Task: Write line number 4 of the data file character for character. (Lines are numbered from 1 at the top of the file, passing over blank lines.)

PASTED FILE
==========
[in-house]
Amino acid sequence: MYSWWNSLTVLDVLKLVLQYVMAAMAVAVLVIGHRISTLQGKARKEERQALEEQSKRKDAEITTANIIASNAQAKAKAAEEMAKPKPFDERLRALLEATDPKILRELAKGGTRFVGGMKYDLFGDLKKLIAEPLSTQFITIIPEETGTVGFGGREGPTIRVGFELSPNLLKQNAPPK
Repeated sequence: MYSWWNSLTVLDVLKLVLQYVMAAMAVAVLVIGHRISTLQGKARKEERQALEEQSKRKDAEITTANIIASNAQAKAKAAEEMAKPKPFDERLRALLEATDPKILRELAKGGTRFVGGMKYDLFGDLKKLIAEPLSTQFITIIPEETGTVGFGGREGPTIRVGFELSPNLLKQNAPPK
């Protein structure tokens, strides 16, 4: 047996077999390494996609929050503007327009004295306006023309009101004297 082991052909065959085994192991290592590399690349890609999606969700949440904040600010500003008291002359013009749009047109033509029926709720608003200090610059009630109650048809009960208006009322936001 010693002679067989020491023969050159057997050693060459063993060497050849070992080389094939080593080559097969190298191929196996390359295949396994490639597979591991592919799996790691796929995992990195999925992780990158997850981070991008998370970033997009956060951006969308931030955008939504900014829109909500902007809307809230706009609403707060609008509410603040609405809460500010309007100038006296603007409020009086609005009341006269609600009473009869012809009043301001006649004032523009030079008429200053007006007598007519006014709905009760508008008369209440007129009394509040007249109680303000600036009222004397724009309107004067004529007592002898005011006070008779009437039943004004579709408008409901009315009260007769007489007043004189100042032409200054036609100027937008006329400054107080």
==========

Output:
């Protein structure tokens, strides 16, 4: 047996077999390494996609929050503007327009004295306006023309009101004297 082991052909065959085994192991290592590399690349890609999606969700949440904040600010500003008291002359013009749009047109033509029926709720608003200090610059009630109650048809009960208006009322936001 010693002679067989020491023969050159057997050693060459063993060497050849070992080389094939080593080559097969190298191929196996390359295949396994490639597979591991592919799996790691796929995992990195999925992780990158997850981070991008998370970033997009956060951006969308931030955008939504900014829109909500902007809307809230706009609403707060609008509410603040609405809460500010309007100038006296603007409020009086609005009341006269609600009473009869012809009043301001006649004032523009030079008429200053007006007598007519006014709905009760508008008369209440007129009394509040007249109680303000600036009222004397724009309107004067004529007592002898005011006070008779009437039943004004579709408008409901009315009260007769007489007043004189100042032409200054036609100027937008006329400054107080």